The Alvar speak a language that sounds like singing to others, those who hear it often cry at its beauty. Very few, other than Alvar, can understand Alvarsong. The Alvar have the ability to bestow the gift of understanding on others, but it often changes the recipient profoundly, both physically and mentally. An example of this is the dwarf, Dagbar, who was granted the ability to understand Alvarsong by the Goddess Islmur herself. Dagbar’s eyes reflect this change. One eye is now solid white, the other a solid blue.
With their special affinity with magic and trees, the Alvar have unique magical abilities associated with trees. The first is known as treestepping. It is the Alvar’s form of traveling long distances. They are able to step through one tree and emerge from another. Treestepping has its limits. The trees they traveled through must be touching through root or limb. The other ability is treesinging. It was how the Alvar communicate. The Alvar sing a message which is then held within the surrounding trees. Other Alvar who enter that area of the forest can then hear the message reverberating within the surround trees.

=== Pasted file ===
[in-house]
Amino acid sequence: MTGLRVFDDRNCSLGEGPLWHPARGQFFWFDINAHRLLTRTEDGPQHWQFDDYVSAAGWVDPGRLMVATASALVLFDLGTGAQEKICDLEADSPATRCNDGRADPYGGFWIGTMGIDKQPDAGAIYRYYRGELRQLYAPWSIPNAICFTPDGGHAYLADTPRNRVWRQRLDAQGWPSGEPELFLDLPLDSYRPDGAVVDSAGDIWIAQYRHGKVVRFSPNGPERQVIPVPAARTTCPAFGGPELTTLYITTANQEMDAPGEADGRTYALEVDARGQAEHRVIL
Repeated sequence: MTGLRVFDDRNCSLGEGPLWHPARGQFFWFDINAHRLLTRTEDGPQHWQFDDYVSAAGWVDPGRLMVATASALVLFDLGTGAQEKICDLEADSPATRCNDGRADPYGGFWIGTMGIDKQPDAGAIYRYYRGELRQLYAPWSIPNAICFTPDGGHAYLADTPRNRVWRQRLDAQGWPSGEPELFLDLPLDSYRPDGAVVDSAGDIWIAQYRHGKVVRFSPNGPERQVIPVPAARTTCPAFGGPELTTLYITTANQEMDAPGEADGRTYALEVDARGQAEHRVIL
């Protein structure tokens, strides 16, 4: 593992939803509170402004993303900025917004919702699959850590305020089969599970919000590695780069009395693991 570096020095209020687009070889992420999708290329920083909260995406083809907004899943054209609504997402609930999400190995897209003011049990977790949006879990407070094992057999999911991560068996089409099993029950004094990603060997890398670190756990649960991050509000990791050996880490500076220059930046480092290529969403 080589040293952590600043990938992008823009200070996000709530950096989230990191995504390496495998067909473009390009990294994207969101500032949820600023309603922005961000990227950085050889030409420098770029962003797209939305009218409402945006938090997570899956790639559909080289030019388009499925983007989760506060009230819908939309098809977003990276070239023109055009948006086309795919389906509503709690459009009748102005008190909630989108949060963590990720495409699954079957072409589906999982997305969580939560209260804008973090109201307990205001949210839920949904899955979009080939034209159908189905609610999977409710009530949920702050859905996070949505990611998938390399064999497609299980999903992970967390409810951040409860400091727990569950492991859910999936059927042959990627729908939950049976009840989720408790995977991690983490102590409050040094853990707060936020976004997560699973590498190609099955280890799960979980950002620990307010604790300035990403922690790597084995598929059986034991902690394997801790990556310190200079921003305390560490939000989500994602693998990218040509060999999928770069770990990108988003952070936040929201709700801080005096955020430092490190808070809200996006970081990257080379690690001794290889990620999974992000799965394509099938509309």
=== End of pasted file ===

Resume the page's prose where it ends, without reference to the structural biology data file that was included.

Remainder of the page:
Alvar’s ability to actually see magic also makes them some of the most gifted users of magic in Allwyn. The most talented among them are known as Spellsingers. All of nature responds to their call. The trees, plants, animals, and even the weather will answer their call.
When an Alvar decides to reproduce, she chooses a tree and bonds with it. This is like treestepping, except the Alvar melds with the tree and remains there for a year. During this time, a cocoon like shape slowly develops on the tree’s trunk. After this gestation period, the Alvar emerges from the tree. Later that same day, a newborn Alvar steps shakily from the tree. Almost immediately the tree loses its leaves and its bark lightens and takes on a silvery hue. The tree becomes a Silverwood, the hardest and rarest tree in all of Allwyn. The Alvar name the tree, Anualmar which translates into ancestor tree. This birthing is one of the few times the reclusive Alvar gather in significant numbers. They both welcome the new sister and sing their respect to the Anualmar for its sacrifice.
If you want to learn more about the Alvar or the world of Allwyn, consider picking up a copy of the first book in the series, Cradle of the Gods!